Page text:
As the new year approaches, Arizona hospitals and healthcare professionals are gearing up for a new wave of COVID-19 patients to flood the intensive care units and emergency departments that have endured near-capacity numbers since the Delta variant took hold over the summer. Without respite from the prior wave and increased transmission among Arizonans 20-39 years-old, government officials and hospital administrators continue to plead with the public to receive vaccination.
According to Dr. Joe Gerald, MD, PhD, associate professor at the Zuckerman College of Public Health at the University of Arizona in his weekly COVID-19 Disease Outbreak Outlook, high rates of test positivity show evidence of a looming spike in hospitalizations:
Given how quickly the Omicron variant impacted the United Kingdom and the US Northeast, Arizona is poised to experience another large wave of infections in January with increased hospitalizations lagging 10-14 days later.
Arizona Department of Health Services (ADHS) interim director Don Herrington enumerated a number of “things to keep in mind” for the public in the ADHS Director’s Blog. These include that Omicron is more likely to cause breakthrough infections and is more transmissible than previous variants, and that there is still a great deal that is unknown about the severity of symptoms associated with the variant. He also reiterated that the vaccine does hold efficacy against the new variant.
I’m pleased to see the growing body of knowledge suggesting that vaccines and boosters are continuing to prove their effectiveness at protecting people from severe illness, hospitalization, and death. Any hospital will tell you that the vast majority of COVID-19 patients in their intensive care units and requiring the most care in emergency rooms and in-patient beds aren’t vaccinated.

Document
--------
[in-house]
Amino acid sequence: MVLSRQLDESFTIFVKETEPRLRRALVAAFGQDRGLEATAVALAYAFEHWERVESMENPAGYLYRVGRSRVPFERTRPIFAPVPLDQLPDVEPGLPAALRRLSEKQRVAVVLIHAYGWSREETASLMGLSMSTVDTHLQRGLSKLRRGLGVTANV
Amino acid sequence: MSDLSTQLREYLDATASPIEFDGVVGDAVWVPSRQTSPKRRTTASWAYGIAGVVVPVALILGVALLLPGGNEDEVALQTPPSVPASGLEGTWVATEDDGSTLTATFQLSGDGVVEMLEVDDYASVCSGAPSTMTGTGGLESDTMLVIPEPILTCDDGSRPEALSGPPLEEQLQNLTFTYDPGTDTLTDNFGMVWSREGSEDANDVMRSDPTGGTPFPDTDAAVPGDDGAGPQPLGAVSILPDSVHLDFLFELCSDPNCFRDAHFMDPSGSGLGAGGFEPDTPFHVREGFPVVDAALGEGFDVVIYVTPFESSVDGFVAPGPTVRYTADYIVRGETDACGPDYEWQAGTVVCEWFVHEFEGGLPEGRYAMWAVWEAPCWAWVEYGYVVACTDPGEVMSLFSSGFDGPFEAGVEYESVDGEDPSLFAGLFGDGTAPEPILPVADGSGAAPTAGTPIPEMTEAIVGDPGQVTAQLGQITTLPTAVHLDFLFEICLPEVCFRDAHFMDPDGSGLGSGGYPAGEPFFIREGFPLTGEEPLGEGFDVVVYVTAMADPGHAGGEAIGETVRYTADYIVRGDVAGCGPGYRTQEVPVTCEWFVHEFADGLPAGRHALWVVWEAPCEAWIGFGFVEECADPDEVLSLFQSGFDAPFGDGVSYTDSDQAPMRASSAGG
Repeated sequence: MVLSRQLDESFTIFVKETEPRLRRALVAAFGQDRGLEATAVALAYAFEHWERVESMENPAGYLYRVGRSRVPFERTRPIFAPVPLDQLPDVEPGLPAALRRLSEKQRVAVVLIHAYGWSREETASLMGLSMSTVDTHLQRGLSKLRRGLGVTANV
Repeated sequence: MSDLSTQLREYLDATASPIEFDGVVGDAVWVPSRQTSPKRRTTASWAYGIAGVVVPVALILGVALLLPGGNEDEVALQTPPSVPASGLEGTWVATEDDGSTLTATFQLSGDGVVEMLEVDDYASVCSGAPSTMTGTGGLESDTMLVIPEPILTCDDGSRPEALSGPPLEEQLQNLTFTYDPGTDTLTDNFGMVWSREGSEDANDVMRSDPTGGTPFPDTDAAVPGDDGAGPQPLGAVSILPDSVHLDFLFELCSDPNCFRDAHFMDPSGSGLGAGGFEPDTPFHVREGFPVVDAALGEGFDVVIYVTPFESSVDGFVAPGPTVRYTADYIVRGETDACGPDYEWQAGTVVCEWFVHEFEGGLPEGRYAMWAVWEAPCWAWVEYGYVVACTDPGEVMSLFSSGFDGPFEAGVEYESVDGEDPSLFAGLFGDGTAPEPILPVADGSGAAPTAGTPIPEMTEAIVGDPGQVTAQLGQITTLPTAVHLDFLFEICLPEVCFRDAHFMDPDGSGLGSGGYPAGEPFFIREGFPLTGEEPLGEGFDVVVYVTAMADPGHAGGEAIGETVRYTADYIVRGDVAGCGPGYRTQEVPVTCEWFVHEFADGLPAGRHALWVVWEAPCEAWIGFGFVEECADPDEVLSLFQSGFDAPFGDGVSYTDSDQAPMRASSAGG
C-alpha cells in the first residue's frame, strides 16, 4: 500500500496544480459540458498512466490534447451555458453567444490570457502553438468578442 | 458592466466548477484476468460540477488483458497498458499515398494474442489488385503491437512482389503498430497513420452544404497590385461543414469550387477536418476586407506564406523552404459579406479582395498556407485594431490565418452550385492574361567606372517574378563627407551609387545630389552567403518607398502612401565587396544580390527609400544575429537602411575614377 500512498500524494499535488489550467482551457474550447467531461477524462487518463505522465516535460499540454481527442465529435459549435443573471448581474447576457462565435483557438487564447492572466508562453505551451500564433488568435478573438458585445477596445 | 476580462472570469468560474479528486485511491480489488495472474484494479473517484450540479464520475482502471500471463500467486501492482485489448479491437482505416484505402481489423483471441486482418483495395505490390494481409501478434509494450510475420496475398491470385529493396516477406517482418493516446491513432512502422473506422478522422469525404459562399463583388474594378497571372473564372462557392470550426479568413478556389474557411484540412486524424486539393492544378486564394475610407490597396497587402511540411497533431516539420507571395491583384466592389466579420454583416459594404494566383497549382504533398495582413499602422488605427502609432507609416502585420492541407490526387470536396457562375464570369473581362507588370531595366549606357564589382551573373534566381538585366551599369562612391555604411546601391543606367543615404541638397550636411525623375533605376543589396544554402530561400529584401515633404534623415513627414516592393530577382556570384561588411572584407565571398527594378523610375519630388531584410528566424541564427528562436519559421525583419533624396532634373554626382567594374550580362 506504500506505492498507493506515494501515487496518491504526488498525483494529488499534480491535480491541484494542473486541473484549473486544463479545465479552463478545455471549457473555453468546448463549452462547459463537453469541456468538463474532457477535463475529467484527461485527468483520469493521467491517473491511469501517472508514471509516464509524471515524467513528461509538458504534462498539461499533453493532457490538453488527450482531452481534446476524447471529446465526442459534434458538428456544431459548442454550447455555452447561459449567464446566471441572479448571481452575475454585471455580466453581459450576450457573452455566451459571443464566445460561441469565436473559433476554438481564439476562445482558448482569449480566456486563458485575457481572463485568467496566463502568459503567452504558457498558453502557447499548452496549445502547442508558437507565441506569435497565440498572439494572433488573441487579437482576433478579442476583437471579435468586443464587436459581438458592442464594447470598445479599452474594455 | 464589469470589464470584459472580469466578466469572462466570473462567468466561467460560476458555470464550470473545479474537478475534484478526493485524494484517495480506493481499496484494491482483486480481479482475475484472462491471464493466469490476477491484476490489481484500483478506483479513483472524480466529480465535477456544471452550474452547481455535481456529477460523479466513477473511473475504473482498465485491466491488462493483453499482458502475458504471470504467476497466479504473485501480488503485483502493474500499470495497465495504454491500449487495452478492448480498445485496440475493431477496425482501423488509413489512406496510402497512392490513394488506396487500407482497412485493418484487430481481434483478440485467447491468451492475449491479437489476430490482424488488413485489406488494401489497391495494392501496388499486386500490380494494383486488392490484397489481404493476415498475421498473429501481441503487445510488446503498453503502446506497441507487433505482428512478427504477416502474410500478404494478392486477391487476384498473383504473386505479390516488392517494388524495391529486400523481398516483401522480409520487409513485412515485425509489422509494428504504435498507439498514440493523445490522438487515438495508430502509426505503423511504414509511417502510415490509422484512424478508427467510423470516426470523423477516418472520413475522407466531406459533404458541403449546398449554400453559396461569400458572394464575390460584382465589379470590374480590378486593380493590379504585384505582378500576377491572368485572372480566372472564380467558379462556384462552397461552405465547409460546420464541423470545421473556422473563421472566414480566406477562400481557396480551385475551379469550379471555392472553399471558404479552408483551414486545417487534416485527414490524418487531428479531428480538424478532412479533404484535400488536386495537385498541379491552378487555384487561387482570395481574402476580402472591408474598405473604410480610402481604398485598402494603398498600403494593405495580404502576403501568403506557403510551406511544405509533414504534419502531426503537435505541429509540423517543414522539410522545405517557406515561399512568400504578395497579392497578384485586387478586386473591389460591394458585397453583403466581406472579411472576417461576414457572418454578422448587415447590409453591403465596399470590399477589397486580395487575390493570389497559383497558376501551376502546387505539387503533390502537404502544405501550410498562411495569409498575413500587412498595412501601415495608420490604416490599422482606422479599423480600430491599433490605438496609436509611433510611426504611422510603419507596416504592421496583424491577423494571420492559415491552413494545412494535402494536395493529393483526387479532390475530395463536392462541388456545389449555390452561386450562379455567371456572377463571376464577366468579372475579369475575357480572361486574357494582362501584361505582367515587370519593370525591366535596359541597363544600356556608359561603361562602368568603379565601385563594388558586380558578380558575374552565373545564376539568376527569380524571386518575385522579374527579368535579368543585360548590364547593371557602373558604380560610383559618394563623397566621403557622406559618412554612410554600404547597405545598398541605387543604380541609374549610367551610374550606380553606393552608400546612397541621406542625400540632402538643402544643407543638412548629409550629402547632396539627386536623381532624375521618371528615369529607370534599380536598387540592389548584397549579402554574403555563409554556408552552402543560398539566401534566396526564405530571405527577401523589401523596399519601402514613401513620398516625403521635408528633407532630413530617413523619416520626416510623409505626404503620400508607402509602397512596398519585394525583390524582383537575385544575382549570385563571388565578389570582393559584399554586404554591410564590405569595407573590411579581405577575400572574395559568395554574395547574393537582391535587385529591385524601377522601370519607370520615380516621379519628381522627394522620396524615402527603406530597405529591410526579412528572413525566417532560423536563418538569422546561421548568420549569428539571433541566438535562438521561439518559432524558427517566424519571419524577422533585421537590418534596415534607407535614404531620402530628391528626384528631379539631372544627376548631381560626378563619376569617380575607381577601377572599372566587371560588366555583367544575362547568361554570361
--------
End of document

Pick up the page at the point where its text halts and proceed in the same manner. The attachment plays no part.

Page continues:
In a press conference Tuesday, Dr. Marjorie Bessel of Banner Health warned that the emergence of the Omicron variant has influenced changes in the hospital’s policy for treatment of COVID-19. Specifically, several monoclonal antibodies have reduced efficacy against the new variant. There is a different, efficacious monoclonal antibody — Sotrovimab — that Banner Health facilities are not supplied with at this time, but until they are provided, the health system will no longer use monoclonal antibodies in their treatment.
Dr. Bessel also noted that Banner is not distributing Paxlovid, the Pfizer antiviral pill, at this time due to short supply. She stressed that Paxlovid does demonstrate efficacy against all variants of COVID-19.
Dr. Michael White of Valleywise Health held a press conference on Tuesday and noted that the health system has seen an increase in the positivity rate of COVID-19 tests, which he believed is related to the recent dominance of the Omicron variant.
We have seen the testing rates be higher in other parts of the country that are not seeing an increase in hospitalizations. However, we’re fairly early and we’ll have to continue to monitor this over the next few weeks.
Dr. Richard Carmona, the 17th U.S. Surgeon General and Governor Doug Ducey’s special advisor on public health preparedness, released a public service announcement with the governor and ADHS encouraging Arizonans to receive the vaccine. In it, he stresses that hospitals are strained in large part due to unvaccinated patients experiencing increased severity of symptoms.
To protect yourself and to help hospitals care for everyone, we need more people to get the vaccine. It’s safe, free and extremely effective.
Governor Doug Ducey also appeared in the video to encourage vaccination, but continues to resist masking requirements in public areas. According to KJZZ, the governor tweeted that businesses are “NOT REQUIRED” to enforce mandates, in response to Pima County reimposing a mask requirement in public places.
Embry Health has seen a spike in the number of testing appointments, up 60% in a single week. KJZZ reports that there is an average of 13,000 people booking appointments with the health system every day. From Embry Health CEO Raymond Embry:
The surging in testing volume is not just because of the holidays, we really are seeing it align with the symptoms people are experiencing as well as exposure.
Kingman Regional Medical Center (KRMC) issued a press release published in the Bee in response to a number of inquiries regarding the use of the anti-parasitic drug ivermectin in the treatment of COVID-19. KRMC listed the medical associations and regulatory groups that have discouraged the administration of ivermectin in both inpatient and outpatient settings.